Imagine knowing exactly what procedures, services, and preventive care a patient needs based on their medical history, payor information, and demographics, all at a glance. It’s not a fantasy; effective pre-visit planning software can do all this and more. From comprehensive transitions of care management (TCM) and inclusion of advance care planning (ACP) discussions and documentation to state-mandated, age-based standards of care and third-party payor treatment protocols, pre-visit planning software is almost like a personal assistant designed specifically for medical practices.

Automated data entry, documentation, and billing based on existing, charted information, and specific clinical inputs are just a few of the additional benefits available in some of the more comprehensive software programs, like that offered by Affirm Health.

Their pre-visit planning application employs a unique analytics engine to examine patient history, individual determinants of care like clinical circumstances and insurance-based mandates, and organizational goals to generate organized, evidence-based treatment recommendations. Available to the clinician before the visit starts, the application not only assists in helping the entire care team feel prepared for every patient visit, but it cuts down on staff and staffing burdens by automatically organizing and even creating necessary documentation.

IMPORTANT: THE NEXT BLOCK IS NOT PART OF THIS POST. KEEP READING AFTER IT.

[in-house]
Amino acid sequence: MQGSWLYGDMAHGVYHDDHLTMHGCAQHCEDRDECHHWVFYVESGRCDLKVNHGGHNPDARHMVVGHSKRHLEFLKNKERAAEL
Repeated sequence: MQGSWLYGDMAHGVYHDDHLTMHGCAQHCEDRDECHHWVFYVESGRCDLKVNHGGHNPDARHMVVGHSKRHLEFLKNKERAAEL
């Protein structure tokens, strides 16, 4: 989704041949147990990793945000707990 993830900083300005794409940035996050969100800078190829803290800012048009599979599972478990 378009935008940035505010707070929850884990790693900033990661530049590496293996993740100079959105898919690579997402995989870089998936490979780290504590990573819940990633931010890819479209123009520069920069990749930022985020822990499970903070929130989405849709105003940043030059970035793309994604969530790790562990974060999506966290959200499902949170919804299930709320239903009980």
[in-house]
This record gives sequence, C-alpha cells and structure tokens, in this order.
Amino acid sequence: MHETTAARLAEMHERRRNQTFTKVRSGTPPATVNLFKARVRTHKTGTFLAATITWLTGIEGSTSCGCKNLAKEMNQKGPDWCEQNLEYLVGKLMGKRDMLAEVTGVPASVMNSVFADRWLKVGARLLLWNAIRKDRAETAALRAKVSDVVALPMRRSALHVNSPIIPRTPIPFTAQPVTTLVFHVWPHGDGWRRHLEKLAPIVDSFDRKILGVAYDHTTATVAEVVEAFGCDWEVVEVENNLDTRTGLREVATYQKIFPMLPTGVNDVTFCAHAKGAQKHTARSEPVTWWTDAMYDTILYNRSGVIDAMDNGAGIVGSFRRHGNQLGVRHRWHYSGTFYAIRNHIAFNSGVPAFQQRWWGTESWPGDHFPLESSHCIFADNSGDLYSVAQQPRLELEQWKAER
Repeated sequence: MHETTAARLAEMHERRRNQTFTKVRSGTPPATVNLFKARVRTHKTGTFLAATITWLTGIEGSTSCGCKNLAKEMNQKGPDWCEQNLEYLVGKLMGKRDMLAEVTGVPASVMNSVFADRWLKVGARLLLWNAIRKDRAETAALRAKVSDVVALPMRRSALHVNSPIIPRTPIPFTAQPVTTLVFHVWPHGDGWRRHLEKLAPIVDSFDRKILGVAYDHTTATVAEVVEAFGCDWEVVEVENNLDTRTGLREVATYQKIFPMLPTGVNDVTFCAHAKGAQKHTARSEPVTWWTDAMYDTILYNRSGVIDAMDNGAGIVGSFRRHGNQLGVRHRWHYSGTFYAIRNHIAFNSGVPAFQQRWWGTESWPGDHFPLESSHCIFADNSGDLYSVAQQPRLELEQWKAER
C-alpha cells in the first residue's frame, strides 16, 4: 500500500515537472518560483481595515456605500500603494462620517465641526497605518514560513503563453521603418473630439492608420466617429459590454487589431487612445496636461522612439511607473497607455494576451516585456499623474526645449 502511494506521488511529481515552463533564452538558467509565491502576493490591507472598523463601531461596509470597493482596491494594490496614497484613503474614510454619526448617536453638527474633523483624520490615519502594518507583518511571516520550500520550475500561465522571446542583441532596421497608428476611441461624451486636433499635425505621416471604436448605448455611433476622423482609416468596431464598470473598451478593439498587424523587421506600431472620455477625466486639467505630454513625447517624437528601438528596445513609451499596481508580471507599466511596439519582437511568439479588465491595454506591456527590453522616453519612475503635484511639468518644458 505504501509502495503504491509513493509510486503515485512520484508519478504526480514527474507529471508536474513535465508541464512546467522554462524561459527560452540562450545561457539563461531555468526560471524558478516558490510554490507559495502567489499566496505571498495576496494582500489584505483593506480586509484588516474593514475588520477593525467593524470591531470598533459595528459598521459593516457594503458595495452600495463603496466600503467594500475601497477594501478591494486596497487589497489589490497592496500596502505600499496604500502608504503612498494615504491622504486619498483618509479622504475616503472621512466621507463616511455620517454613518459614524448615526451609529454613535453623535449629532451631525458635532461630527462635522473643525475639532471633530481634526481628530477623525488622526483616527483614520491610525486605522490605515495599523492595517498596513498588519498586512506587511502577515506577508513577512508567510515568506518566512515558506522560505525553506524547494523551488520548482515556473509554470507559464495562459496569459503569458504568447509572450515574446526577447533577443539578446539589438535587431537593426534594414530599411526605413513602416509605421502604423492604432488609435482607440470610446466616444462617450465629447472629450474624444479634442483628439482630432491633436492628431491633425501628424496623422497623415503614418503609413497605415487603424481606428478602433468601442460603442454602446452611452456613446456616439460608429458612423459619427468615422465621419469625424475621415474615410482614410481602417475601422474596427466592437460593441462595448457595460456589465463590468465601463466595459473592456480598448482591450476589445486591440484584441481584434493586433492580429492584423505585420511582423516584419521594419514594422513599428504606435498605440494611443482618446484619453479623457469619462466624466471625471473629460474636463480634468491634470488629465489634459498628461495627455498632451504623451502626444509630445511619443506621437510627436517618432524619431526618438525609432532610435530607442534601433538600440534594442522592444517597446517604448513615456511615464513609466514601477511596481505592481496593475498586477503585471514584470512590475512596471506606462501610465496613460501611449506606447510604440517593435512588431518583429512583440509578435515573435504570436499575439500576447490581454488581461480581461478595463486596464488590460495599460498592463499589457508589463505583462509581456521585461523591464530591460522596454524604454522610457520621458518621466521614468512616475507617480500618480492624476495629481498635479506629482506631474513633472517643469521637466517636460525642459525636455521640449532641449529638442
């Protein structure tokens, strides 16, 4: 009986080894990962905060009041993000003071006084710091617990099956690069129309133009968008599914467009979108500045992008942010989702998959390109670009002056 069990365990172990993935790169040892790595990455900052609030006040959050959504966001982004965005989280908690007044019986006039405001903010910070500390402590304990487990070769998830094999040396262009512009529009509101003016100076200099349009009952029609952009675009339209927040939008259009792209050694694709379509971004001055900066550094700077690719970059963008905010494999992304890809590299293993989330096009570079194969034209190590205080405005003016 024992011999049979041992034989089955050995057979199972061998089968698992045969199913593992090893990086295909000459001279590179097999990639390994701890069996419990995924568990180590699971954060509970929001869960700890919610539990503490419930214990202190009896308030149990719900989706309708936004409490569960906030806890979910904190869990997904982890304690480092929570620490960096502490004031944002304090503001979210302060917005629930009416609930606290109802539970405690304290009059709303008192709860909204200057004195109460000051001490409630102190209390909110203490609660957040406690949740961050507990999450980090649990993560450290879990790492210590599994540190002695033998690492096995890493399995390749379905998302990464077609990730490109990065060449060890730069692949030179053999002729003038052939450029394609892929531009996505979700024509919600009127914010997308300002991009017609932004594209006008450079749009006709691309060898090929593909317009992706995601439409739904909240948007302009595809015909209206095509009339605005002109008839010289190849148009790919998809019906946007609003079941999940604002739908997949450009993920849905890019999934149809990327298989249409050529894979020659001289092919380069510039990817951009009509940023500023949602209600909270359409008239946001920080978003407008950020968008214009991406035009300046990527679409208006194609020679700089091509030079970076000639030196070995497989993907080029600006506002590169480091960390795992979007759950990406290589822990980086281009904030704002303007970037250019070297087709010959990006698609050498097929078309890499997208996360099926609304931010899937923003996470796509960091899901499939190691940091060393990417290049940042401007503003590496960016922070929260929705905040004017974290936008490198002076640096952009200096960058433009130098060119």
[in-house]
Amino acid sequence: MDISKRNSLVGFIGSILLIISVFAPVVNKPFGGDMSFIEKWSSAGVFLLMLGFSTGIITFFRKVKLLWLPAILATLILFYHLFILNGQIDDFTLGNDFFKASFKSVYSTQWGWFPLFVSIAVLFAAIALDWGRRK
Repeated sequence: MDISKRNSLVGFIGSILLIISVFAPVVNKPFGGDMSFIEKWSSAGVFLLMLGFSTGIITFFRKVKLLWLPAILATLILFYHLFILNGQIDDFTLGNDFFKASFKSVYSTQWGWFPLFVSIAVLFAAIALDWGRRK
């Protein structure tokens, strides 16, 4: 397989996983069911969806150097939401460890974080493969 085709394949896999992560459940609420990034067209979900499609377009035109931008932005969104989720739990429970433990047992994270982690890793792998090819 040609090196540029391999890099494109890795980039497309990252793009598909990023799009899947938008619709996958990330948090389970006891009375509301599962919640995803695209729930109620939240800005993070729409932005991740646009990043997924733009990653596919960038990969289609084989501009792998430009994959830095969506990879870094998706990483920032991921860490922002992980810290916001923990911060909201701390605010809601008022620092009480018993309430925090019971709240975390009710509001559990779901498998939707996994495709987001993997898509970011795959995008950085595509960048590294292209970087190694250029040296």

Sound too good to be true? The pre-visit planning application is just one tantalizing example of how to simplify workflows and decrease the impact of staffing shortages. Will it solve all of a clinic’s workflow problems? Probably not. But by setting the team up for success, pre-visit planning, especially from targeted software solutions, can absolutely have a profound and lasting effect on team performance, outcome improvement, and patient satisfaction.

Final Thoughts

Staffing shortages across the healthcare continuum will persist until adequately addressed. However, solutions are not likely to be effective in the short term, and so alternative solutions need to be sought out and embraced. Ideally, these solutions will be conducive to improved care both now and in the future, as teams are able to rebuild and grow, and the care landscape continues to evolve.

Regardless of the circumstances, effective pre-visit planning is vital to efficient clinical workflows, staff utilization, and billing and outcome management. Effortless, software-based pre-visit planning, then, is a boon; how can your practice start benefiting today?

References